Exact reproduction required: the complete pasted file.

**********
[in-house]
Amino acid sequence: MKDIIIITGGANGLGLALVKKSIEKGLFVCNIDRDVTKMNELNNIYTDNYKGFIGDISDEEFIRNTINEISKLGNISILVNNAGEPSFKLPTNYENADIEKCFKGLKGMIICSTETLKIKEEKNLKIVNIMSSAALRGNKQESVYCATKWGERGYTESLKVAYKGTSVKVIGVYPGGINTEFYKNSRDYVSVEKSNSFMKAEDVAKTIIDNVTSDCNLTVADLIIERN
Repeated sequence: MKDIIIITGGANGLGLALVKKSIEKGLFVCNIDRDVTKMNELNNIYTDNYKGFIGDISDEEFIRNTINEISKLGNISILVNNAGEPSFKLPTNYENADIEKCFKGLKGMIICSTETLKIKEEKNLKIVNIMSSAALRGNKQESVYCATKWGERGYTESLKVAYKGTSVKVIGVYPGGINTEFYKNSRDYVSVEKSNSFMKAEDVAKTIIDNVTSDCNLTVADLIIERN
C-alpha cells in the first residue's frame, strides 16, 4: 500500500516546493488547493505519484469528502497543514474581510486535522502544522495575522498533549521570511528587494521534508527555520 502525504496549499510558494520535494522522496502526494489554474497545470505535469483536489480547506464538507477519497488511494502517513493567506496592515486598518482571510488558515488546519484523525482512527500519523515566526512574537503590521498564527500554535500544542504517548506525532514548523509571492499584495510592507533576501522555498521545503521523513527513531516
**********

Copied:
[in-house]
Amino acid sequence: MKDIIIITGGANGLGLALVKKSIEKGLFVCNIDRDVTKMNELNNIYTDNYKGFIGDISDEEFIRNTINEISKLGNISILVNNAGEPSFKLPTNYENADIEKCFKGLKGMIICSTETLKIKEEKNLKIVNIMSSAALRGNKQESVYCATKWGERGYTESLKVAYKGTSVKVIGVYPGGINTEFYKNSRDYVSVEKSNSFMKAEDVAKTIIDNVTSDCNLTVADLIIERN
Repeated sequence: MKDIIIITGGANGLGLALVKKSIEKGLFVCNIDRDVTKMNELNNIYTDNYKGFIGDISDEEFIRNTINEISKLGNISILVNNAGEPSFKLPTNYENADIEKCFKGLKGMIICSTETLKIKEEKNLKIVNIMSSAALRGNKQESVYCATKWGERGYTESLKVAYKGTSVKVIGVYPGGINTEFYKNSRDYVSVEKSNSFMKAEDVAKTIIDNVTSDCNLTVADLIIERN
C-alpha cells in the first residue's frame, strides 16, 4: 500500500516546493488547493505519484469528502497543514474581510486535522502544522495575522498533549521570511528587494521534508527555520 502525504496549499510558494520535494522522496502526494489554474497545470505535469483536489480547506464538507477519497488511494502517513493567506496592515486598518482571510488558515488546519484523525482512527500519523515566526512574537503590521498564527500554535500544542504517548506525532514548523509571492499584495510592507533576501522555498521545503521523513527513531516